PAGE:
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Whereas researchers were hitherto focused on literary sources and monuments from ancient Rome this article deals with objects from Late Antiquity connecting Early-Christian and pagan illustrations, especially from the Hungarian part of the Roman Empire. Under the influence of Christian religion combined with modifications in Roman law, several changes had an impact on the environments of children. The question is whether these alterations had also an effect on the pictures of children. For examining this presumption, depictions of children and infant Christ are investigated because Christian art is linked to the tradition of pagan Roman art. So a separation of these two groups of representations makes absolutely no sense but has been done by scholars until now.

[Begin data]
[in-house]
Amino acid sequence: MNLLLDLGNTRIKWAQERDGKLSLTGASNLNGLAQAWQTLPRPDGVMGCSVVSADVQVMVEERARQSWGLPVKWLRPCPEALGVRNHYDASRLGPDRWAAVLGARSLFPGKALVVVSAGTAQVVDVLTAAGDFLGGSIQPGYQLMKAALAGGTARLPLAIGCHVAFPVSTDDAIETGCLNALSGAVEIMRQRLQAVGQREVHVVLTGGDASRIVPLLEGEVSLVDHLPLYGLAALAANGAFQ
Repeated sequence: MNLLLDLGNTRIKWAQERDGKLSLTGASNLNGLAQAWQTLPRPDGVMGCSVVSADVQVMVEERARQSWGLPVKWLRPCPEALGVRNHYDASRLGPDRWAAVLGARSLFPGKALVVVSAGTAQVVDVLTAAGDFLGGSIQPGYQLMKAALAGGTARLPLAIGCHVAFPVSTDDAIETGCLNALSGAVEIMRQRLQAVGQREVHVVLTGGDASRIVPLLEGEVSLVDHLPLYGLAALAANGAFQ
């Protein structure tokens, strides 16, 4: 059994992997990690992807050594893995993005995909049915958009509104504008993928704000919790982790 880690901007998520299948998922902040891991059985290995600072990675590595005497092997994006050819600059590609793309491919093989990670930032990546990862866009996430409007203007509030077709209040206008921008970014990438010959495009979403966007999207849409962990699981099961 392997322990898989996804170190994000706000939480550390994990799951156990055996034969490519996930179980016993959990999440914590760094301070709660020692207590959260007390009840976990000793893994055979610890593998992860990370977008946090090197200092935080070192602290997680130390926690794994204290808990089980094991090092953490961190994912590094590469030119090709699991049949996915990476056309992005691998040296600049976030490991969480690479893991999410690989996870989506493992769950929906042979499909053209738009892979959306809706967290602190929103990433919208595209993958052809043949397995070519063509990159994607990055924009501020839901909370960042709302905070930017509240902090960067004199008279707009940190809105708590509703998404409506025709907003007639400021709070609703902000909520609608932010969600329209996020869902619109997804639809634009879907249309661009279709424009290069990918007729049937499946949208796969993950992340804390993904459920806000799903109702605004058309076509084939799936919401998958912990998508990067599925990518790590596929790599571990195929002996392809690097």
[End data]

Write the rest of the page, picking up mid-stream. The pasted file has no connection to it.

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Wall-paintings at Carnuntum (Lower Austria). Review about the current results . Apart from two articles from H. Brandenstein the ancient paintings of Carnuntum were unknown. Along with the excavation-projects which started in 2001 some wall-paintings were uncovered in the houses I and II (Figs 1–3) . But during the researches in the villa urbana a fountain was examined which was nearly completely filled with roman paintings. Most of them are part from two different ceiling-paintings which were destroyed by an earthquake in the middle of the 4 th century. One could be identified as a coffered ceiling-decoration (Fig. 4) with red and blue coffers. The other consists of several frames with two winged persons and some animals (Figs 4–5) .

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